Posts Tagged ‘LAC’

Article by John Richards, LAC Secretary and attorney at Richards Law PC

What you need to know about new Utah Code 57-8a-701 – Solar Access in Community Associations (non-attached dwellings):
a. The law applies to “detached dwellings” which means a detached dwelling for which the association DOES NOT have an ownership interest in the detached dwelling roof.
b. Except for a limited circumstance described below, and only if expressly prohibited in your CC&Rs, a governing document (bylaws, rules, etc.) MAY NOT prohibit or restrict an owner of lot with a detached roof.
c. If language is contained in your CC&Rs here is the only “go forward” regulatory authority your HOA has with respect to solar panels or “solar energy systems:”
1. Your CC&Rs cannot impose a restriction that (based on location for example) decreases the solar energy system’s production of solar energy by 5% or less. (As you can see, this really means you can’t impose any meaningful restriction.)
2. Your CC&Rs cannot impose a restriction that would increase the solar energy system’s cost of installation by 5% or less.
3. However, you can by CC&R or a rule require that the solar energy system comply with applicable health, safety and building requirements, and if it is a solar energy system that is used to heat water, you can require that the system is certified by the Solar Rating and Certification Corporation; or a nationally recognized solar certification entity.

4. Finally, if the solar energy system is used to produce electricity, you can require that it complies with safety and performance standards established by (a) the National Electric Code; (b) the Institute of Electrical and Electronics Engineers; (c) Underwriters Laboratories; (d) an accredited electrical testing laboratory; or (e) the state or a political subdivision of the state.
5. Here are some aesthetic protections for the HOA: A CC&R or rule may be created for a solar energy system that is mounted on a roof as follows: (a) so it does not extend beyond the roof line; or (b) it can require that it has panel frame, support bracket, or visible piping or wiring that has a color or texture similar to the roof materials; or (c) if the solar energy system is mounted on the ground, you can make it so it is not visible from the street that front other lots (there are few more “things” an HOA can do such as review the application to install; and some unique rules applicable to indemnifying the HOA if such installation somehow causes a loss to the HOA but that is about it).
d. This new section 57-8a-701 will apply to an Association regardless of when the Declaration was recorded (this is what our legislative group fought hard to change and my hat is off to those that tried hard to make this part of the bill).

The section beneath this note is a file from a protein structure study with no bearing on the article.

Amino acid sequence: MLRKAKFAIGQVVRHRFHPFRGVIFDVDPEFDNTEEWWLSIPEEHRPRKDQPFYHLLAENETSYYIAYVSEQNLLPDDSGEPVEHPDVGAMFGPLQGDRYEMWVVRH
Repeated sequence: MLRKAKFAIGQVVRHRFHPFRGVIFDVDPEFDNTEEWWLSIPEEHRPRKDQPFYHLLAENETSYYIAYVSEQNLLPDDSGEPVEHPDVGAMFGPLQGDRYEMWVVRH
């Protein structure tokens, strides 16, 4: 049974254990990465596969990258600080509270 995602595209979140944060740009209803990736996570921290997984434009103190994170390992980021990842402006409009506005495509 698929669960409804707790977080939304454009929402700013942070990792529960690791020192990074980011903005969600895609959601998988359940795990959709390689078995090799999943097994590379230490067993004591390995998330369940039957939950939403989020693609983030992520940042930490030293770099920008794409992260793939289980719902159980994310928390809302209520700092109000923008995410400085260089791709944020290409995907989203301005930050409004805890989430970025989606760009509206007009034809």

e. Strangely, the statute states that “this part does NOT apply to an express prohibition or an express restriction or solar energy installations if it was already in your CC&Rs and recorded before January 1, 2017; or created by official association action taken before January 1, 2017.” You’ll note that this date has already passed. I wonder how many CC&Rs already have a prohibition or restriction in the CC&Rs already – not many I would guess.
f. SO WHAT CAN YOU DO? – the statute does allow you to prohibit solar (that is, prohibit it in entirety – this is either an all or nothing proposition – you ban solar outright or you must allow it with very limited controls) but only if you vote to expressly prohibited solar energy installations by a 67% of your members – so you can amend to prohibit BUT THE CONCERN IS THAT BETWEEN THE TIME WHEN THIS LAW PASSES UNTIL YOU GET A VOTE, YOU WILL HAVE INSTALLATIONS THAT YOU ESSENTIALLY CANNOT STOP.
g. Like any amendment, an amendment to prohibit solar can be “undone” by an amendment to repeal the prohibition.
You will need to examine your community aesthetics, consistent look, uniform appeal, etc., to see how you might want to proceed. You may welcome solar, or you may want to control it – but to control you are going to have to act immediately. And unfortunately, despite our objections, the only real control is a complete prohibition.

 

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On the Hill

Tuesday, June 27, 2017 posted by Mindy Knudsen 1:58 PM

Article by Michael Johnson, CMCA, AMS, PCAM; LAC Chair and CEO at FCS Community Management AAMC.

On Thursday, March 9th – the last day of the 2017 Utah General Legislative Session – I was in a Seattle meeting room fulfilling my responsibilities as a member of the CAI National Faculty. As I flew out to Seattle the evening prior, I thought about the thousands of volunteer hours contributed by members of the Utah LAC and other industry partners and friends, throughout the previous 45-day legislative session. I would venture to say, more time at the Capitol during the session, than any other time in the history of LAC.

My classroom of new community managers attending the Seattle M-100 course had barely finished introductions when I noticed SB154 move up the board as it awaited its turn for its hearing in the House (having already sailed through the Senate on March 1st). I had previously told the students we would be getting some practical training of property rights, governing documents and roles and responsibilities of association boards and owners, by viewing the live stream of the SB154 debate. (A side note to thank our state government for providing live audio of committee hearings and live video streaming of senate and house floor debates.)

But before I get to the end of the story, let me tell you how we got to March 9th (and this is an example of the process for most controversial bills) . . .